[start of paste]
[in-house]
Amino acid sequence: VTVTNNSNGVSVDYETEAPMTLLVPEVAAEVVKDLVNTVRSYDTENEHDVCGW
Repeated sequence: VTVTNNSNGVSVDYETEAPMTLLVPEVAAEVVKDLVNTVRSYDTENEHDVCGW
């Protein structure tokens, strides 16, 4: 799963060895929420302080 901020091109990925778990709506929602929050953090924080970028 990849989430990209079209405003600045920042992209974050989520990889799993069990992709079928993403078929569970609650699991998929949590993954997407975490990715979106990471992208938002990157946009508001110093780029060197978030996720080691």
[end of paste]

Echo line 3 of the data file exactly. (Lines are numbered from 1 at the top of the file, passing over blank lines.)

Repeated sequence: VTVTNNSNGVSVDYETEAPMTLLVPEVAAEVVKDLVNTVRSYDTENEHDVCGW